5.3 Assigning priority to DPs to be designed around
Equation (5.4)
shows the design matrix representation of U.S. Patent 6,918,449,
_{} (5.4)
There are 7 DPs
in this patent. The priority of DPs to be designed around is given to those
having the least influence in A,
which are the DPs having the least contribution to the FRs, and the DPs having
minimal interaction with other DPs. To assign the priorities, the columns of
design matrix A are sorted according
to the number of nonzero elements. Then the rows of design matrix A are sorted according to the number of
nonzero elements.
In Equation
(5.4), the design matrix A remains
unchanged after sorting. _{} only contribute
to one function _{}, and _{}and _{} only contribute
to one function _{}. _{} and _{} only interact
with each other, while _{} interacts with 4
other DPs (_{}, _{}, _{} and _{}) to achieve function _{}. Therefore _{}_{ }and _{} have the highest
priority to be designed around, and _{} has the second
highest priority to be designed around. _{}, _{}, _{} and _{}_{ }are
considered lastly.
5.4 The design around operation matrix
After the
priorities of DPs are decided, the “design around operation matrix” D is applied on the design matrix to
generated a new design matrix _{}:
_{} (5.5)
where _{} is called the “expansion
matrix” of A, defined as
_{} (5.6)
and c is the number of
expanded columns. Note that the patent represented by design matrix A is equivalent to that represented by
design matrix _{}, that is, A=_{}. For example,
_{}_{}
_{} (5.7)
The expansion
matrix will be needed when new DPs are introduced in the design around process.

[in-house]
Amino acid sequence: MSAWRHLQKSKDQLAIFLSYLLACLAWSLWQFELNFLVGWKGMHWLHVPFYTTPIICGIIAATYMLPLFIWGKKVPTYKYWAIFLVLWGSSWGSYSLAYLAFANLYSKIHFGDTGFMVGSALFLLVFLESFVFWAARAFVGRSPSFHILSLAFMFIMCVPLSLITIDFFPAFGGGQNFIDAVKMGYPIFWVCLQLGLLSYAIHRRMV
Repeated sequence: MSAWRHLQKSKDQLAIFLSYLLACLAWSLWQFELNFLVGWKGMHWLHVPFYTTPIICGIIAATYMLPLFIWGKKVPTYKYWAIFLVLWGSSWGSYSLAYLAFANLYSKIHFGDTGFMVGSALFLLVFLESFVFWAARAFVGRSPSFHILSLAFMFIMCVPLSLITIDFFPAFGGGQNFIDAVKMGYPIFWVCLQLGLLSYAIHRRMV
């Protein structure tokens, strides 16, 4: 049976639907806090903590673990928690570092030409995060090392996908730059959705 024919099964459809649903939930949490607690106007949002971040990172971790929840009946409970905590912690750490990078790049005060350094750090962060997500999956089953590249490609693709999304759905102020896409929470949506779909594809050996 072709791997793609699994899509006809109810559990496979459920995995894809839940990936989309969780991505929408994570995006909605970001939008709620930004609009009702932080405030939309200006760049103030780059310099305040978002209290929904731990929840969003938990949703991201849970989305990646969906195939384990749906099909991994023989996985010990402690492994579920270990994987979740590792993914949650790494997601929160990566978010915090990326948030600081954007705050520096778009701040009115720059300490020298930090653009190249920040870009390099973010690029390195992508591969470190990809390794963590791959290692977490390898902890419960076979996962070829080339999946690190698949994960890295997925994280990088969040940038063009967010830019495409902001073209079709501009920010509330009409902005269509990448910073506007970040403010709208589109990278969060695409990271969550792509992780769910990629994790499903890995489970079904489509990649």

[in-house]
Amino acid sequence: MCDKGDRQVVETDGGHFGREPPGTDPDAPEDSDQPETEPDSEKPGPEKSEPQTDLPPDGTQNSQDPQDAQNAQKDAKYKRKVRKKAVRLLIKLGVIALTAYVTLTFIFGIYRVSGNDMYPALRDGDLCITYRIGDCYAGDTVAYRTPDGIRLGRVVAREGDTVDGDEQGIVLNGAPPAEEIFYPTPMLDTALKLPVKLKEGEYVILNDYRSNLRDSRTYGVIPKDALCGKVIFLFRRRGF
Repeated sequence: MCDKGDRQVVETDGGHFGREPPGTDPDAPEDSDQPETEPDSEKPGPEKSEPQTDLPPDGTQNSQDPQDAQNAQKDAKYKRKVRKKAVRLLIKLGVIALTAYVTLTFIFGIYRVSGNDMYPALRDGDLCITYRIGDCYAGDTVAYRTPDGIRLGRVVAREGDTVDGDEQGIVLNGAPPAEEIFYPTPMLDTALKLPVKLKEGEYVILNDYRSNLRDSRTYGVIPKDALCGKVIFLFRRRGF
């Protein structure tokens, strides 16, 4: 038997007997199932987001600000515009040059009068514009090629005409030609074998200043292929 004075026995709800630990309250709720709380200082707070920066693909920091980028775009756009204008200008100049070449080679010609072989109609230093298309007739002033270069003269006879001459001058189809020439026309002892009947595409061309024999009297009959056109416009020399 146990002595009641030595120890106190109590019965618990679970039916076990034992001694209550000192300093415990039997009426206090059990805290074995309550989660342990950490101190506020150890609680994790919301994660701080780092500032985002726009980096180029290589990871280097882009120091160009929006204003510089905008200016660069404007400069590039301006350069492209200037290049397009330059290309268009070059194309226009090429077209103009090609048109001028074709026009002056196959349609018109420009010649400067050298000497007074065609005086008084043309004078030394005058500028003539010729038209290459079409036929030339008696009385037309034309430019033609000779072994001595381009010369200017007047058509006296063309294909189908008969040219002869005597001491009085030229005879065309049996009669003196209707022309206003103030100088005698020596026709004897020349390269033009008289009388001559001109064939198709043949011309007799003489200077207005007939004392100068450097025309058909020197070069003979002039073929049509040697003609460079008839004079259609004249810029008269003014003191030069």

Finally, the 4 design around strategies discussed in the previous section are
converted into different design around operation matrices.
5.4.1 Elimination
If one or more
components in concerned patent are found to be redundant, they can be eliminated
directly to generate a solution with simplified components/functions. For
example, in U.S. Patent 6,918,449, in order to avoid falling into the scope of all elements rule, eliminating the
magnetic bypass device (_{}) or the changing device (_{}) can be
considered first. Equation (5.4) shows the design
matrix representation of U.S. Patent 6,918,449, where
A=_{} (5.8)
Let
D_{1}=_{} (5.9)
_{} (5.10)
Clearly _{}, because _{}_{ }has
been eliminated, and the designing around is successful according to the all
element rule. The new design can be expressed as
_{} (5.11)
_{} (5.12)
As shown in
Equation (5.12), there is a new design problem to be solved (_{}), which can be translated into:
Design problem 1: “How to design a transformation _{} to achieve the
function _{} (change magnetic flux) using component _{} (changing
device)?”
The same process can be used for eliminating _{}. Let
D_{2}=_{} (5.13)
_{} (5.14)
Clearly _{}, because _{}_{ }has
been eliminated, and the designing around is successful according to the all
element rule. The new design can be expressed as
_{} (5.15)
_{} (5.16)
As shown in
Equation (5.16), there is a new design problem to be solved (_{}), which can be translated into:
Design problem 2: “How to design a transformation _{} to achieve the
function _{} (change magnetic flux) using component _{} (magnetic bypass
device)?”
5.4.2 Replacement
“Replacement”
means one or more components of the design matrix can be displaced by another
component(s). The replacement does not take place haphazardly but reasonably.
For example, in U.S. Patent 6,918,449, in order to avoid falling into the scope of doctrine of equivalents, replacing the magnetic bypass device (_{}) or the changing device (_{}) can be
considered first. A new DP will be introduced in the replacement operation,
therefore the expansion matrix of A is used:
_{} (5.17)
To replace DP6
with DP8, let
D_{3}=_{} (5.18)
_{} (5.19)
The
technological characteristics of _{}_{ }must be